pages. But all five boast the same exceptionally high standards of comfort and facilities: super king-sized beds with Yorkshire handmade luxury mattresses; tea and coffee-making facilities with homemade biscuits; air conditioning; free WiFi; large flat screen TV; Bluetooth music system; digital radio; table and chairs; luxury bathrobes; Temple Spa toiletries, and a hairdryer. To book a room, please call 01430 810246 or visit the website:

“ Fantastic stay for the night. Unbelievable service from arrival until checkout.” Mr and Mrs T, March 2015, Hessle


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10 th anniversary edition, 2016  |  13

“ We love this place!” Tony & Dree, Cottingham

“ Proper Yorkshire hospitality. Proper good food. Proper good night’s sleep. We will see you again!” Jerry & Mo, December 2015, Nottingham

“ Thank you for helping us to celebrate our wedding and my birthday. It was beyond special and amazing.” Mr & Mrs K, August 2015, America

“ Stayed in the Sage room – very relaxing and amazing bathroom. Food was excellent – better than we’d even imagined! Thank you – we’ll definitely be back.” Mellor, March 2012, York

“ What an amazing time we’ve had. This is truly a touch of paradise and thanks to James and Kate’s hospitality we will be returning again and again.”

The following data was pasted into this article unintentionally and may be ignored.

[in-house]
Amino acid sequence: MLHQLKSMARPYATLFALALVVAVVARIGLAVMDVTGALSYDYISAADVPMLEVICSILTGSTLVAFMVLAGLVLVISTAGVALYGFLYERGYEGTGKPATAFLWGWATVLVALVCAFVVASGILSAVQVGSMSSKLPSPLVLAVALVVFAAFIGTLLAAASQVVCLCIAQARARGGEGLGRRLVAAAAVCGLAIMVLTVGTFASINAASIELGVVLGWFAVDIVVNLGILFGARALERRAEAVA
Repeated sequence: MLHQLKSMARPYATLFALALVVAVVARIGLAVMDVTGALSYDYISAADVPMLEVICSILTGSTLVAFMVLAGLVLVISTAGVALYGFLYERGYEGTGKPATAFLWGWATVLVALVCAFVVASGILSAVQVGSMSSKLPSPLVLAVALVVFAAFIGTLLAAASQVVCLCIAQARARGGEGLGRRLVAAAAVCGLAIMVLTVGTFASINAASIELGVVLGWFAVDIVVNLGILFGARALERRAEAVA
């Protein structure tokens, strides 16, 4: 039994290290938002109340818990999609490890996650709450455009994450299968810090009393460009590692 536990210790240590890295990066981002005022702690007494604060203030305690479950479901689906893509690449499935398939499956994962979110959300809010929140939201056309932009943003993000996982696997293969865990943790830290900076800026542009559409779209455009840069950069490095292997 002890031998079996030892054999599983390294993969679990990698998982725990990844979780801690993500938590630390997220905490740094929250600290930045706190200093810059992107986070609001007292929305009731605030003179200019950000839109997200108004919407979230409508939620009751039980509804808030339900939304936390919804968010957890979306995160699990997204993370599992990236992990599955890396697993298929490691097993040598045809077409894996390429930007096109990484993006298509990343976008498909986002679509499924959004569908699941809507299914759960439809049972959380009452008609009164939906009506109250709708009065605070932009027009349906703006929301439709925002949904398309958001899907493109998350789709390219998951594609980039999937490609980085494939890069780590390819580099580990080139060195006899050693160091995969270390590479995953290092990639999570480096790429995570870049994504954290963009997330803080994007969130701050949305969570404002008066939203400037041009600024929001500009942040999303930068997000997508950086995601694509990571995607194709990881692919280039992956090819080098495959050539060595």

“ Everything we expected and more! Fabulous!” Andy & Ali, December 2015, Hull

Mark & Mary P, August 2015, Dubai UAE


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Come into the garden… The lovely garden to the rear of the Pipe and Glass has always been one of our great glories – a fact recognised by The Times which named us as one of the UK’s top 50 restaurants with a garden two years ago. Since then, the garden has just got better and better. We’ve added three new luxury suites, carefully ensuring that they look as though they’ve always been there – no sore thumbs for us! We’ve expanded the garden’s culinary function, cramming in as many fruit trees and culinary herbs as we can – our kitchen brigade loves being able to just step out of the door and pick from such a wide selection of great flavours. And soon it’ll be incorporated as part of our restaurant, with an innovative and huge new table bang in the middle of the herbarium: a bespoke keyhole design which allows for easy, fuss-free service. Look out in the next issue of The Pantry for a major feature on all the changes…